It looks like JPMorgan’s interest in the crypto space is increasing with every passing day. The company, first of all, entered the space by launching its own coin, and now it turns out that they are also getting interested in providing privacy features for other blockchains! The company has just added privacy-focused features to Quorum, its homegrown version of Ethereum. The feature will allow people to obscure not only their identity but also how much money are they sending.
The functionality of this new feature was revealed to Coindesk by JPM’s head of Quorum and crypto assets strategy Oli Harris. He revealed that the function is basically an extension of Zether protocol, which is a fully-decentralized cryptographic protocol developed for confidential payments. The protocol is developed to work with existing blockchain platforms like Ethereum and EOS, and it adds a new layer of anonymity to every transaction. And interestingly, the extension has been open-sourced by JPM, which means that it’s also available for others to use for increasing the privacy of their Ethereum transactions.
Explaining the functionality of extension Oli told Coindesk:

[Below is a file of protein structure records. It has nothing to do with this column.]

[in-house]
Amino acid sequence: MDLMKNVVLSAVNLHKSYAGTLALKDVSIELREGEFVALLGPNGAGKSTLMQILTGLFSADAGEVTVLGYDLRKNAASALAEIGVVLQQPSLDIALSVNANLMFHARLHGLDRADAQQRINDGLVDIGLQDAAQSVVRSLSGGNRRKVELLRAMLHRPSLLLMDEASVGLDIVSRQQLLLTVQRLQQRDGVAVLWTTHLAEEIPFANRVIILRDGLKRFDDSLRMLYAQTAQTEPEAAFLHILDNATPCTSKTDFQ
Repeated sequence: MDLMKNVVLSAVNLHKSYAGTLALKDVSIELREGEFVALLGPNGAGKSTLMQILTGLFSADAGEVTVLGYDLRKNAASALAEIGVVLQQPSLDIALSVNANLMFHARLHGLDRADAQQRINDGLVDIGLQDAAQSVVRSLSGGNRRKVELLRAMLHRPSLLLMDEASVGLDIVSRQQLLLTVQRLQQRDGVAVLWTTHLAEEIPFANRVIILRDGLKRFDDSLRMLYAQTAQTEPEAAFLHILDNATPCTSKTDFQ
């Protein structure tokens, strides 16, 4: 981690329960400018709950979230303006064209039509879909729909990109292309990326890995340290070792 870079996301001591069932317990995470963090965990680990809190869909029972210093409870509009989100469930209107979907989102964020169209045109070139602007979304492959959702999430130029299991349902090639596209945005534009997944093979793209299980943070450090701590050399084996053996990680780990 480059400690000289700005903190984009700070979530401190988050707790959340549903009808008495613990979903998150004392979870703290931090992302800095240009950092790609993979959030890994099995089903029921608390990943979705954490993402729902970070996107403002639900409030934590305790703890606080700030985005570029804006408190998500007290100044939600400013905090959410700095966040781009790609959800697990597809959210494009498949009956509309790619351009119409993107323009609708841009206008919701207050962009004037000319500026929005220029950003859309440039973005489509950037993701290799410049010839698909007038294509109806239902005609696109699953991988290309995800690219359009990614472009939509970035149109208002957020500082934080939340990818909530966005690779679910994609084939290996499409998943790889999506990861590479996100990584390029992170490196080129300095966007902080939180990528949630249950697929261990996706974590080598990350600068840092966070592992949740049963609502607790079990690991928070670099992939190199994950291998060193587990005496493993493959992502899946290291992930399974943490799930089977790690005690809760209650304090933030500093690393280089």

“In the basic Zether, the account balances and the transfer accounts are concealed but the participants’ identities are not. So we have solved that. In our implementation, we provide a proof protocol for the anonymous extension in which the sender may hide herself and the transactions recipients in a larger group of parties.”
JPMorgan’s crypto team has had a busy week. The firm has attracted as many as 220 banks to its Quorum-based Interbank information network, and it also completed a lot of integration with Microsoft Azure to roll out Quorum for other enterprises as an open-source protocol. Speaking further about how Quorum can be beneficial to others Harris told Coindesk:
“When we think about the community building on top of Quorum. If anyone is looking to get an efficient trustless mechanism for trustless and anonymous payments in a consortium then that’s when it’s relevant. That’s why we wanted to open-source it back to the community so anyone can build on it further and continue enhancing it and potentially put it into their use cases as needed. When we look at our own JPMorgan applications [the extended version of Zether] will be one choice of many that we will be looking at.”
Now it will be interesting to see how hardcore decentralization lovers react to this new launch of JPMorgan. Many of them have not liked the idea of company’s proprietary cryptocurrency JPM Coin itself, and now they’re getting this new privacy tool from the company packaged in an open-source avatar. Let’s see how they react!